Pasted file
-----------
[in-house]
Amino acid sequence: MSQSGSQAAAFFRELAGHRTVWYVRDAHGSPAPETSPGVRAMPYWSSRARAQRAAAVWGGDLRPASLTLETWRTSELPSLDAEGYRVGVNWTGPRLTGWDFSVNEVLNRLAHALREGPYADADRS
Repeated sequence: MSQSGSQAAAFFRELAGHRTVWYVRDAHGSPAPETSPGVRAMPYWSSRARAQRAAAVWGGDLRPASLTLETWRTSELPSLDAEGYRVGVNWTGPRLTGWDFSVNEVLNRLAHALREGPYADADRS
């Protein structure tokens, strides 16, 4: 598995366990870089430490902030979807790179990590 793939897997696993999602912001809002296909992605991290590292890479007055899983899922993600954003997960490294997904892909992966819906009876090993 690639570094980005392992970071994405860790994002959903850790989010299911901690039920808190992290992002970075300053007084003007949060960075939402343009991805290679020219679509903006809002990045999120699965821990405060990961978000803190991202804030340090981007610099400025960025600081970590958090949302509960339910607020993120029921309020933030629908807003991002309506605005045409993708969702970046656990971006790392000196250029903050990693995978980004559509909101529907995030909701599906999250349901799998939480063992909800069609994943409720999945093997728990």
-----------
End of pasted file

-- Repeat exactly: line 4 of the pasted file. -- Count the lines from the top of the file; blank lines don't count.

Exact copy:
């Protein structure tokens, strides 16, 4: 598995366990870089430490902030979807790179990590 793939897997696993999602912001809002296909992605991290590292890479007055899983899922993600954003997960490294997904892909992966819906009876090993 690639570094980005392992970071994405860790994002959903850790989010299911901690039920808190992290992002970075300053007084003007949060960075939402343009991805290679020219679509903006809002990045999120699965821990405060990961978000803190991202804030340090981007610099400025960025600081970590958090949302509960339910607020993120029921309020933030629908807003991002309506605005045409993708969702970046656990971006790392000196250029903050990693995978980004559509909101529907995030909701599906999250349901799998939480063992909800069609994943409720999945093997728990």